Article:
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Title: The role of adipose tissue in canine cranial cruciate ligament disease
Author: Saengsoi, Wipawee
ISNI:       0000 0004 7658 7397
Awarding Body: University of Liverpool
Current Institution: University of Liverpool
Date of Award: 2018
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Cranial cruciate ligament disease (CCLD) is one of the most important causes of pelvic limb lameness in dogs, and its prevalence is increased in dogs that are overweight. To date, the mechanisms underlying the association between obesity and CCLD in dogs have not been clarified. Therefore, the general aims of this thesis were to examine the role of both the mechanical and humoral effects of adipose tissue on the clinical presentation and pathogenesis of dogs with CCLD. Dogs suffering from CCLD were clinically evaluated by calculating lameness scores, force plate analysis, radiographic examination, and dual-energy X-ray absorptiometry (DEXA). Increased bodyweight was associated with severity of lameness, as determined by force plate analysis, but there was no association with body fat mass determined by DEXA. In vitro studies were also used to examine interactions between adipose tissue and the canine cruciate ligament. In co-culture experiments, adipose tissue had a catabolic effect on glycosaminoglycan content in CCL explants. Furthermore, various associations between key adipokines (adiponectin, leptin, visfatin) with disease biomarkers in CCL tissues and joint fluid were discovered. For example, an association was identified between synovial fluid TNF-a concentration and the gene expression of adiponectin and visfatin in infrapatellar fat pad (IPFP) adiponectin and subcutaneous (SC) fat, respectively. Associations were also seen between IPFP leptin gene expression and MMP-13 gene expression, and between both IPFP and SC visfatin gene expression and CCL TNF-a gene expression. Finally, synovial fluid leptin concentration was positively associated with the degree of lameness. In conclusion, the studies undertaken in this thesis have demonstrated that adipose tissue may have both mechanical and humoral effects on the cruciate ligament in dogs. These findings provide a basis for further studies into the pathogenesis of CCLD, as well as revealing possible targets for therapeutic intervention.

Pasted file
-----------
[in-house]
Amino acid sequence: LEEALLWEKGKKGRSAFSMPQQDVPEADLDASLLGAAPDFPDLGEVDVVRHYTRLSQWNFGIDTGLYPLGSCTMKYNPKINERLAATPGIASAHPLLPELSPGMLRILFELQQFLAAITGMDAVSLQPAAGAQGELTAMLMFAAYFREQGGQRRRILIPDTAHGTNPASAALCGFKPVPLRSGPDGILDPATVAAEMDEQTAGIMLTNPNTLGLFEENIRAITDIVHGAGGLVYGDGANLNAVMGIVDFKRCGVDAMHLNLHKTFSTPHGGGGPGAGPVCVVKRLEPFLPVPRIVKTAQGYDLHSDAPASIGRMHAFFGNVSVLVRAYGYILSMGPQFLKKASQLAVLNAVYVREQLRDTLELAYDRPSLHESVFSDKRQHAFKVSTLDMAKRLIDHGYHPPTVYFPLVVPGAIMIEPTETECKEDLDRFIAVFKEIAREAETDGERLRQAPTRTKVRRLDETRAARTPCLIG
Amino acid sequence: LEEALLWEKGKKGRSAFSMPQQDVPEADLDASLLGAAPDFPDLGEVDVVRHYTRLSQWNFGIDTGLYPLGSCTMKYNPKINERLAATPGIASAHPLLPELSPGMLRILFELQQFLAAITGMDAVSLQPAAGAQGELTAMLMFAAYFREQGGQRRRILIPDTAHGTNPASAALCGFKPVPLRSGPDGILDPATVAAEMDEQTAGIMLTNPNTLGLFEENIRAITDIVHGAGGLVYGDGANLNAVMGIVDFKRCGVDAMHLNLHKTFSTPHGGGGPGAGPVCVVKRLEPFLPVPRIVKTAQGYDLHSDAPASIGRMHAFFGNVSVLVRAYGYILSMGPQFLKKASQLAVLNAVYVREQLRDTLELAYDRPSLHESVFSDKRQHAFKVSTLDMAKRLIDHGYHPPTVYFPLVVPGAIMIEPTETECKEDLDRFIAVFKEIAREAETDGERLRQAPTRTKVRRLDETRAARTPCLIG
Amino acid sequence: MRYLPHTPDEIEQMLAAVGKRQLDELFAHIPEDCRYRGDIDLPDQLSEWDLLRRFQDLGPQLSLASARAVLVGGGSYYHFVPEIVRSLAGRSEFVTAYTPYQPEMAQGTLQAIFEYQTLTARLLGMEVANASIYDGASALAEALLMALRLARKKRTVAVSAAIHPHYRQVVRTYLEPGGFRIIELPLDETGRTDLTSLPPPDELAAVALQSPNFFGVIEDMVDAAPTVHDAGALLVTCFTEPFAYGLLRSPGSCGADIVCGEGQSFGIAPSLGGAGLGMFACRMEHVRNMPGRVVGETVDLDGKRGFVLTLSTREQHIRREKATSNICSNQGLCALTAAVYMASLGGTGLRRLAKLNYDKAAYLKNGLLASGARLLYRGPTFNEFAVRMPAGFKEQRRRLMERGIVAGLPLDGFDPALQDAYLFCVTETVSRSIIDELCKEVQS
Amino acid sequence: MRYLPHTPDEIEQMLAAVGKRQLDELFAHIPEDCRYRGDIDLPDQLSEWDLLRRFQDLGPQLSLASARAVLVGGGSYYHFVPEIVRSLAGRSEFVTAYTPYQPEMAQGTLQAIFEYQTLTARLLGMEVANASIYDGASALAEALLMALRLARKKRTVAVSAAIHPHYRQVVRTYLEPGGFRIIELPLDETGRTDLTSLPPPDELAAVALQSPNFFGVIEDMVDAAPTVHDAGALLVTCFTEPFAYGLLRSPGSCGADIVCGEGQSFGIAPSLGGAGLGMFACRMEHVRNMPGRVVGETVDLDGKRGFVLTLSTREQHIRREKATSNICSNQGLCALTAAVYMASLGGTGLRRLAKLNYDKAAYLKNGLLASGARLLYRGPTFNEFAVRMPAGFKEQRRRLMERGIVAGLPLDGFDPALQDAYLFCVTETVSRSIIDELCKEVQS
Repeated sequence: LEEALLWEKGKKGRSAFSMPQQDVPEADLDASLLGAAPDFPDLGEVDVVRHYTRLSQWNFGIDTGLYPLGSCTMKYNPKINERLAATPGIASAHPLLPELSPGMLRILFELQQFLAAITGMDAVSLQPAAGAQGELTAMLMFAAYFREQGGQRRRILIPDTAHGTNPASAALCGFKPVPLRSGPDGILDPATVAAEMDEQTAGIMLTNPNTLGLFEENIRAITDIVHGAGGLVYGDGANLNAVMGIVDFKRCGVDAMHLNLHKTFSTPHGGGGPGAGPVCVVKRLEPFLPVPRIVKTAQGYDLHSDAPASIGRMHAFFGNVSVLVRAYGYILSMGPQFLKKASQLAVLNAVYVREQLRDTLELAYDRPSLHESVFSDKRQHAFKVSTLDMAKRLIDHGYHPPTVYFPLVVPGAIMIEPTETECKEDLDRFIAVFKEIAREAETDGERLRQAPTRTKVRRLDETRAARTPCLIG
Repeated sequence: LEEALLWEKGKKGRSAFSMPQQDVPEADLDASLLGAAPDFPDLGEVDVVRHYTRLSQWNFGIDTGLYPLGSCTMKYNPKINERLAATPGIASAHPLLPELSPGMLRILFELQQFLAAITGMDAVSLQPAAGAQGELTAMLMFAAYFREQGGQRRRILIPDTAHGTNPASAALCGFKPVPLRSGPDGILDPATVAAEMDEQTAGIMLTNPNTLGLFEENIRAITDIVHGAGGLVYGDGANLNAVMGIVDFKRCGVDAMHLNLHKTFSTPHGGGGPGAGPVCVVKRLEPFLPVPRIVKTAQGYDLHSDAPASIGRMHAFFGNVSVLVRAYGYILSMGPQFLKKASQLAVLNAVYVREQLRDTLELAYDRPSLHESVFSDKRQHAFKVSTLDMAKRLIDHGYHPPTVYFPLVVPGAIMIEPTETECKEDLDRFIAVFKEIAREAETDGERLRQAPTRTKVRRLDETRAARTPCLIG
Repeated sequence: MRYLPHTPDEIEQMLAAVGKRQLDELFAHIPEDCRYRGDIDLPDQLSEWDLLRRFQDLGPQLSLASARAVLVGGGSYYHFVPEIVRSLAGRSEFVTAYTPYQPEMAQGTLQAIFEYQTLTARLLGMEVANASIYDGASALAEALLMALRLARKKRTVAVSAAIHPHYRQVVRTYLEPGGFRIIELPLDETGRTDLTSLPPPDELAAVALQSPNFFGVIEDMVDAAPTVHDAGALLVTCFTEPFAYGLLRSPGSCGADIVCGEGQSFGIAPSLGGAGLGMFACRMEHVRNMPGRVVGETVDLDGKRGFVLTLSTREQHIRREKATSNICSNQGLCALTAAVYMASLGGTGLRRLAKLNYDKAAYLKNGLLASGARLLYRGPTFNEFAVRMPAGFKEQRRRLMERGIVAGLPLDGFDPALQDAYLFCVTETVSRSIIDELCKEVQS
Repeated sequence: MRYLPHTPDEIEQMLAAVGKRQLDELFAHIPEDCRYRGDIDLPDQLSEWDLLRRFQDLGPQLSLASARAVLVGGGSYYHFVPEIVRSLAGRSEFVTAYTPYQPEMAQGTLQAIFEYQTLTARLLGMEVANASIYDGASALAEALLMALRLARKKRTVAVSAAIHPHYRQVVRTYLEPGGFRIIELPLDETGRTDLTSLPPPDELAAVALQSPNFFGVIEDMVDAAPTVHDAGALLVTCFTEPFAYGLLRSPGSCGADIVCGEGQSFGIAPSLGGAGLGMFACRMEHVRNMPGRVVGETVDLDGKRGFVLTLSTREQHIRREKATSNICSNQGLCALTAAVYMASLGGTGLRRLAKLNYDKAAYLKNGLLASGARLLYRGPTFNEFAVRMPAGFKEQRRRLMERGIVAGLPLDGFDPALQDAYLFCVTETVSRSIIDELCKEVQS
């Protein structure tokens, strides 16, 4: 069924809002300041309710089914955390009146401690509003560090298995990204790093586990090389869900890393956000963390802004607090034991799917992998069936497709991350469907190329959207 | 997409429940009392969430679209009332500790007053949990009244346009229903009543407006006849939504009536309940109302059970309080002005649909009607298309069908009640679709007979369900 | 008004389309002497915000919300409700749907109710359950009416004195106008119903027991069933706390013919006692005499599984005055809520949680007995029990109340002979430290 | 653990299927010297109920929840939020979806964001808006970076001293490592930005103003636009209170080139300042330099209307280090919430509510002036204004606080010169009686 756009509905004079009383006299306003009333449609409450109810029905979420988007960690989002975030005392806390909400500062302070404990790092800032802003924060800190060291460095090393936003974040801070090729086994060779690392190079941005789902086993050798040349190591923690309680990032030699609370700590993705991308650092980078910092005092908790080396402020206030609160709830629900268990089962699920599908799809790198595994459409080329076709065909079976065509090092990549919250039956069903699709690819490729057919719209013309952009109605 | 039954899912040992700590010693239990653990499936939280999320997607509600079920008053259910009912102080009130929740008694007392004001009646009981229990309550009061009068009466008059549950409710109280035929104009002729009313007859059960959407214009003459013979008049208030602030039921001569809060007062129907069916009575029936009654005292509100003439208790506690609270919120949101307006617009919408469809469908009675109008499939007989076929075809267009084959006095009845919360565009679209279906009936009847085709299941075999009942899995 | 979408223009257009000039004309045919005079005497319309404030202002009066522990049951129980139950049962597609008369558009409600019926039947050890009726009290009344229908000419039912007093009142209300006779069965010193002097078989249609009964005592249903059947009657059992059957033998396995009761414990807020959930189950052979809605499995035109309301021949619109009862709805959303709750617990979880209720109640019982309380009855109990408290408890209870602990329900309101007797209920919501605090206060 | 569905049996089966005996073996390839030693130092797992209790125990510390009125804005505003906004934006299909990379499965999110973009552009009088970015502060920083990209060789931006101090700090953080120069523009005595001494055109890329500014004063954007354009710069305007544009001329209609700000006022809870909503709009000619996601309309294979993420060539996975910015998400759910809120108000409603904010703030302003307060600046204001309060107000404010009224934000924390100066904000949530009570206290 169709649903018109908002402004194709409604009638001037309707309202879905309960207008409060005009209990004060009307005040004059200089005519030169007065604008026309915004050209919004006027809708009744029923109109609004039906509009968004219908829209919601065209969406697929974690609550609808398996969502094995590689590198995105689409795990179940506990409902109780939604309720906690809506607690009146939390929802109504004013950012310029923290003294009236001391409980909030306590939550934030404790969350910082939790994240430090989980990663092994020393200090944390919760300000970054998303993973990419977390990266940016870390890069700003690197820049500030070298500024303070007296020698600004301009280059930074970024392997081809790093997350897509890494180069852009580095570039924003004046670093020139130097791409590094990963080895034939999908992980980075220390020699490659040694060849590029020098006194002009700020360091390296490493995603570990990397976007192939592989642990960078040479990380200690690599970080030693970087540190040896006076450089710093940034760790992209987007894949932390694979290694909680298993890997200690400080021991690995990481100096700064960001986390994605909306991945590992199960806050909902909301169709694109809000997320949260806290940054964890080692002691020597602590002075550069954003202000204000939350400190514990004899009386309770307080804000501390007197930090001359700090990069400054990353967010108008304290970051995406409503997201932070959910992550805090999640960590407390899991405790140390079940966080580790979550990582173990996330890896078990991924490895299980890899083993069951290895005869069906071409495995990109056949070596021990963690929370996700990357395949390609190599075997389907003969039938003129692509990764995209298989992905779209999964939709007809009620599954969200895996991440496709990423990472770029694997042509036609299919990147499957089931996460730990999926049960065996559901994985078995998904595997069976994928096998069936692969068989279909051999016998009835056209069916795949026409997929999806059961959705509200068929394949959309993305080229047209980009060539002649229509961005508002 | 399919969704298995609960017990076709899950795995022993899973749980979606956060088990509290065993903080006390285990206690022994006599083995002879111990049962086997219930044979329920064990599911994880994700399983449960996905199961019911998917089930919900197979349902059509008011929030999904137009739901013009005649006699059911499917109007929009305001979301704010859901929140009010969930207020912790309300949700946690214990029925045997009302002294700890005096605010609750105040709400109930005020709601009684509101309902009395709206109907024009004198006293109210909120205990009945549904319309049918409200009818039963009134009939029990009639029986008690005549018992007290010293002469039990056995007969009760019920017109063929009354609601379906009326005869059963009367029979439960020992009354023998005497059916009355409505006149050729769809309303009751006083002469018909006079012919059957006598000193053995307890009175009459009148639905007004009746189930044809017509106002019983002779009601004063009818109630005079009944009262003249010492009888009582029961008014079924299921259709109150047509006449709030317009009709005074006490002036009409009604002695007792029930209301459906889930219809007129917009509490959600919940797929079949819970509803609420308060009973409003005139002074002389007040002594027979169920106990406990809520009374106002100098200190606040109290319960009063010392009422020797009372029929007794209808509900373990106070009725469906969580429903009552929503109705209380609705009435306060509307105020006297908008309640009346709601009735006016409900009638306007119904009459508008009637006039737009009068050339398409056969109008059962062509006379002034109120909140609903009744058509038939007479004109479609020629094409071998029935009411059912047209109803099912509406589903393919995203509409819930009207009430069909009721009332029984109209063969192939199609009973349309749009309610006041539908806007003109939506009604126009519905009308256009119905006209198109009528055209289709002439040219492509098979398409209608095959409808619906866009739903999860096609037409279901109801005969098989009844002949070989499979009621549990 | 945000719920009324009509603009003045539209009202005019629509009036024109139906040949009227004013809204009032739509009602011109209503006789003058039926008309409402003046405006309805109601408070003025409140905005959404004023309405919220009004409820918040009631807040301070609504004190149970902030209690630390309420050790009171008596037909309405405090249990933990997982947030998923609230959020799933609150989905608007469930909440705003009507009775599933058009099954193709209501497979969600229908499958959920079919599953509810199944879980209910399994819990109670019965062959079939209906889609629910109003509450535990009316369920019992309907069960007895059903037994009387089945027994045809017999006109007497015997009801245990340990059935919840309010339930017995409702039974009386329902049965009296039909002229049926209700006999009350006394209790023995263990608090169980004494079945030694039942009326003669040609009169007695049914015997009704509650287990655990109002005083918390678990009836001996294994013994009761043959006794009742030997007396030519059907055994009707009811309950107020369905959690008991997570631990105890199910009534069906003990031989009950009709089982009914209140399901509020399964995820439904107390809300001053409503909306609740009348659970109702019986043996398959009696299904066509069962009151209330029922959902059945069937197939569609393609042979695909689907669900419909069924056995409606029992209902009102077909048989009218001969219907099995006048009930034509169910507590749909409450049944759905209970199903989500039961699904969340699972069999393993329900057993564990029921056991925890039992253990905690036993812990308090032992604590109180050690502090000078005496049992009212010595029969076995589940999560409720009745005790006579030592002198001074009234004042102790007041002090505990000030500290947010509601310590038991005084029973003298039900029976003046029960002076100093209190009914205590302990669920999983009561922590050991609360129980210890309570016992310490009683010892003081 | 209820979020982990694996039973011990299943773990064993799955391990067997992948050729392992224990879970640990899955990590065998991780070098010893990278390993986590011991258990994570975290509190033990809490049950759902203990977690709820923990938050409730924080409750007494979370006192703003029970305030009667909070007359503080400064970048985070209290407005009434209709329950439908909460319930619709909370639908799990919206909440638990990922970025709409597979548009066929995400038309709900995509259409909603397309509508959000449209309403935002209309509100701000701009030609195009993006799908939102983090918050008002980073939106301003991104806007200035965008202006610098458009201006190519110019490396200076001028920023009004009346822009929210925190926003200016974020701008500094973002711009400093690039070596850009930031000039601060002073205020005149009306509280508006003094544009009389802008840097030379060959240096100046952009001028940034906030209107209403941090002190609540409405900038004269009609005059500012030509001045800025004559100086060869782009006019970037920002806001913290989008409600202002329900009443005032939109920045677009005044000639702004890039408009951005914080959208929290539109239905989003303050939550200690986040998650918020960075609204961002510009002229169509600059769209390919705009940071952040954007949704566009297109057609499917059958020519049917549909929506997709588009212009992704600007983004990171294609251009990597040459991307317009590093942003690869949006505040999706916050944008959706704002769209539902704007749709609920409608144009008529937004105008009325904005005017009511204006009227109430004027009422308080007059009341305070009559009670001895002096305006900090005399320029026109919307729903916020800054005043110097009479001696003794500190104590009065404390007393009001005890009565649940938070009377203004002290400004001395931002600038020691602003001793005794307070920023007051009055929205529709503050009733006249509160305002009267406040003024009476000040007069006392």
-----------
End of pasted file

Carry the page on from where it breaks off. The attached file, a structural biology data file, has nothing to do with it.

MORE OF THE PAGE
Supervisor: German, Alex ; Comerford, Eithne ; Tew, Simon Sponsor: Not available
Qualification Name: Thesis (Ph.D.) Qualification Level: Doctoral